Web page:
First night in Barcelona, we’d just finished filing a report at the police substation under the fountains in Plaza Catalunya. The heavens had opened while we were underground and it was raining and wet, but that didn’t slow down the energy of the Plaza one bit. Folks were still hurrying hither and yon in this very popular and busy square, which sits about a half of a kilometer from our apartment.
Time to shake off the bad juju that kicked off our trip by ducking in out of the rain at the Cafe Catalunya across the street. In dry weather, we’d have selected one of their tables on the plaza itself. After all, sitting out on a public plaza with a bottle of wine and watching the world go by is one of those quintessential European experiences I wish we could pull off in the U.S., but our archaic liquor laws generally don’t allow for such nonsense. Continue reading “Our First Tapas in Barcelona”
Watch out for the pickpockets, they said. Watch out for the gypsies, they said. Watch out for the street urchins, they’ll rob you blind, they said. Barcelona is notorious for its various kinds of street thieves.
So I planned accordingly. I bought us belt loop wallets that hang down the inside of our pant legs. I bought a secure travel bag reinforced with steel mesh so the cross-body strap and the side panels cannot be slashed, with locks on it for the various zippered pockets so they can’t be surreptitiously opened. We’re employing best practices of not carrying everything we have, nor keeping everything in one or two places — spreading things out and alternating what we’re carrying. We have photocopies of all our important documents.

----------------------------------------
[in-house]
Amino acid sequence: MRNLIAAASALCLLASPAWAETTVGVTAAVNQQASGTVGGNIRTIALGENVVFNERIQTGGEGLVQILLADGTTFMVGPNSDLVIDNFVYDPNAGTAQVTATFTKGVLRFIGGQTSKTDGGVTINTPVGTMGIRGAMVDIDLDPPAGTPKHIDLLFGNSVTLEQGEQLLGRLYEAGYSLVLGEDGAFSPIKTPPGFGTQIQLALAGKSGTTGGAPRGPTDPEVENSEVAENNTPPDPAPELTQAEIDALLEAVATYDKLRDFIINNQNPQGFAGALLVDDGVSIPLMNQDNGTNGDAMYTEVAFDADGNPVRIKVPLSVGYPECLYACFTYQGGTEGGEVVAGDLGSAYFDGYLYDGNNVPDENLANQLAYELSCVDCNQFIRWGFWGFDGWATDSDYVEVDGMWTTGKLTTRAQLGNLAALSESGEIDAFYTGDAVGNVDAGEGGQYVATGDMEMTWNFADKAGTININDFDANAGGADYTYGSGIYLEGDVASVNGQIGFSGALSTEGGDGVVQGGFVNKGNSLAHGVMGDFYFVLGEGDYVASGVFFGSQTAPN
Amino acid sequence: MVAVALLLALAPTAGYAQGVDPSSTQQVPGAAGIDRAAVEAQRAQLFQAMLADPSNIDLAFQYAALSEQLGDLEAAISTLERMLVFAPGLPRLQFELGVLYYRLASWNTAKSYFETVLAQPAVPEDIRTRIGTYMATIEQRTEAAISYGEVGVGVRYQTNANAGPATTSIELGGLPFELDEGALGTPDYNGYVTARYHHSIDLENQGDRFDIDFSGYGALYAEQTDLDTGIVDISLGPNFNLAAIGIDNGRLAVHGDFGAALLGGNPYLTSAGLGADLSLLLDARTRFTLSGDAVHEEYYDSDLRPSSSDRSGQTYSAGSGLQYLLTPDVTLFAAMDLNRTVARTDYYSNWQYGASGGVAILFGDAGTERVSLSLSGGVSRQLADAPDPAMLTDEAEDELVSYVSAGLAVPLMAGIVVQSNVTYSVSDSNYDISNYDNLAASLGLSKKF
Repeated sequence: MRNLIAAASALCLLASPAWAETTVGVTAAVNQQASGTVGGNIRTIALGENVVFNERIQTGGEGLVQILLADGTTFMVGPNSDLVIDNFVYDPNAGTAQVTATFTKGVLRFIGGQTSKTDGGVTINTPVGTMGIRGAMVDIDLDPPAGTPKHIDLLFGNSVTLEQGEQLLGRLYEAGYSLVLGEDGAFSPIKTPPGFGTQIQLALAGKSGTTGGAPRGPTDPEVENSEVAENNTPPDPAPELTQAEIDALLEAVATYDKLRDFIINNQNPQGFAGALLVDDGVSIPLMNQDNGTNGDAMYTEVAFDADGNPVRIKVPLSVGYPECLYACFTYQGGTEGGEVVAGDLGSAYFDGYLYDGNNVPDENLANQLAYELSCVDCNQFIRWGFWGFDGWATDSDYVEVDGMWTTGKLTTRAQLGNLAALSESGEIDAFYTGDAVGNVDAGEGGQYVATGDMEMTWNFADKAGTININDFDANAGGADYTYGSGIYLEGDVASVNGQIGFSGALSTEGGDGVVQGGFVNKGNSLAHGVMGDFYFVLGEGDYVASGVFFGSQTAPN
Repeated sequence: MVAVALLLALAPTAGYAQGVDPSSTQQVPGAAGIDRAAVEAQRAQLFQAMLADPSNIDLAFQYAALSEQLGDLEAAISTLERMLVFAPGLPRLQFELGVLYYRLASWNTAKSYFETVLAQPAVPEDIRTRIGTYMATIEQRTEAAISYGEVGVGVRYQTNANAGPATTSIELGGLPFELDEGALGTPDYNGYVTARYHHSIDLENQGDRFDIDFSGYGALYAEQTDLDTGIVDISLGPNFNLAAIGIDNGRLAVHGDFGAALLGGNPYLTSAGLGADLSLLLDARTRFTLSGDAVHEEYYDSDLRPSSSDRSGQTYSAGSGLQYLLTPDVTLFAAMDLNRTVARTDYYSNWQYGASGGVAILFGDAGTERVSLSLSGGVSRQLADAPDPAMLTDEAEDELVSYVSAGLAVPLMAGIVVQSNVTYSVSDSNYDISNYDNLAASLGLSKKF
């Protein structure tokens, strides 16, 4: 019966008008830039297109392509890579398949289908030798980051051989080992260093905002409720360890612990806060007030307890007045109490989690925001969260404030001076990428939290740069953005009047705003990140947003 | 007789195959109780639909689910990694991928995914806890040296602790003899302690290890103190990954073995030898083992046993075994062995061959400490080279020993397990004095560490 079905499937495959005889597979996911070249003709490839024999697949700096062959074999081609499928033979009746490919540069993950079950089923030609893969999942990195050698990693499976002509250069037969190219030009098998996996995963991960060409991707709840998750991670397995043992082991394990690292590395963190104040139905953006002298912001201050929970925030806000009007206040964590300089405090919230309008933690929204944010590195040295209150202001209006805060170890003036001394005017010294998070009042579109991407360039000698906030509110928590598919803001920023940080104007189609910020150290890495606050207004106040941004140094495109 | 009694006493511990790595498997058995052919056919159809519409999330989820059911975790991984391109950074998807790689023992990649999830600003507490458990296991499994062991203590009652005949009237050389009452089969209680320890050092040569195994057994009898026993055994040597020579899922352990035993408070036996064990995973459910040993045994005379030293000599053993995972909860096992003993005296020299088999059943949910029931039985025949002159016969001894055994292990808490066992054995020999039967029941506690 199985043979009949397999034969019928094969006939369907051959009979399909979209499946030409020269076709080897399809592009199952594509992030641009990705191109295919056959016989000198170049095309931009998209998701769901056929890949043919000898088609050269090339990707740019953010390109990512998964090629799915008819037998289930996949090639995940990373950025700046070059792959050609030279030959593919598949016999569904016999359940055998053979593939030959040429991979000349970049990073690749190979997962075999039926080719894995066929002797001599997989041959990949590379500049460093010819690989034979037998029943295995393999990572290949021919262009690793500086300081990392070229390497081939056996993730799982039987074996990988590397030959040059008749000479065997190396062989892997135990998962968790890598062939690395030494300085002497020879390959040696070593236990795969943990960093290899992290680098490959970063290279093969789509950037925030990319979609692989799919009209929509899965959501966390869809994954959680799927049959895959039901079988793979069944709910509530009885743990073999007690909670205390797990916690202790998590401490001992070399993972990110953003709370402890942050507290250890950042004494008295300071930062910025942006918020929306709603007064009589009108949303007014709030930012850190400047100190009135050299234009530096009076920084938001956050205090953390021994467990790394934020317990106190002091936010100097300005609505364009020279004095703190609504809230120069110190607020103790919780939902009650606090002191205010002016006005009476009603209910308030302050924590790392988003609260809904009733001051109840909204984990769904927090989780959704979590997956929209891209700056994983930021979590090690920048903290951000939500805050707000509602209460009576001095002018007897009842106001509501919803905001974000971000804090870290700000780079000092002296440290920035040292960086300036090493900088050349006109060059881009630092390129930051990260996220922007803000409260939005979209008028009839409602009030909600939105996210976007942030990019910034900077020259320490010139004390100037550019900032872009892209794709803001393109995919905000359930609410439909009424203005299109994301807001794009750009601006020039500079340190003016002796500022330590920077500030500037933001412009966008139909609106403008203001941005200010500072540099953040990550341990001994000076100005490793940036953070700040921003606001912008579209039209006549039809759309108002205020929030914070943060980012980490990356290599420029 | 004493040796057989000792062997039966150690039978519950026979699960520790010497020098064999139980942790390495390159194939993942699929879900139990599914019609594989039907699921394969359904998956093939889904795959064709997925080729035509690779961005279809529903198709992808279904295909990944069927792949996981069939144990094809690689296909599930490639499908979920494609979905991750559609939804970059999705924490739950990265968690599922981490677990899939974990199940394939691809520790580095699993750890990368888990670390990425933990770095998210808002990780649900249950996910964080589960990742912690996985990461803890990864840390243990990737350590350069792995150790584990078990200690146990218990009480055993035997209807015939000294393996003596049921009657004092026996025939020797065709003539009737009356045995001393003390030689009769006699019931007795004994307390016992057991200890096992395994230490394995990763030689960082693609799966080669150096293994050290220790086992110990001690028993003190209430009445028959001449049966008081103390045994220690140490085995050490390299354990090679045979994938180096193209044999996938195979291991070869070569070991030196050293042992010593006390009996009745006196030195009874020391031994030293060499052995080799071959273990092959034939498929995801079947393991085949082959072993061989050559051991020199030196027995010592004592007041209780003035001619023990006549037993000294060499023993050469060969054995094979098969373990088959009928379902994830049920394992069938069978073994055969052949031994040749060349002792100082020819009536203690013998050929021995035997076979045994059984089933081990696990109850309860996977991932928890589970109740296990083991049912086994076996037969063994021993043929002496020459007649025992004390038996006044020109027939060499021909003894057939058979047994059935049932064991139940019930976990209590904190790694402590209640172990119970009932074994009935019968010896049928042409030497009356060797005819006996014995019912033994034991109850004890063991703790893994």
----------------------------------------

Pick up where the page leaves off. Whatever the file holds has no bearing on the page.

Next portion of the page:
We are not taking a “tourist” vacation with a checklist of sites and museums we must visit. We are taking a three-week break from our daily lives to experience life in Spain, wandering its streets, finding what we find, seeking out the places the locals frequent, meeting them and learning about the way Spaniards live.
It’s been observed that my last post contained a couple of cursory nods to non-foodie features of the cities we’ll be visiting, but it really read like a food blog. Guilty as charged.
Here’s the thing. We are not taking a “tourist” vacation with a checklist of sites and museums we must visit. We are taking a three-week break from our daily lives to experience life in Spain, wandering its streets, finding what we find, seeking out the places the locals frequent, meeting them and learning about the way Spaniards live. Continue reading “Living vs. Touring in Spain”
Barcelona, Zaragoza, San Sebastián, and Valencia will be our homes-away-from-home as we explore the food & wine and the cultures of Catalunya, Aragon, the Basque Country, and the autonomous community of Valencia over the course of three weeks.
Our itinerary also includes an afternoon layover in Madrid and two overnight side trips: one to Girona, where we will lodge in the shadow of its famous cathedral, and one to Logroño, the capital of La Rioja, whose renowned Ruta de Pintxos awaits. We’ll wind up the trip with a day-long drive up the Mediterranean coast from Valencia to Barcelona for our return to the U.S.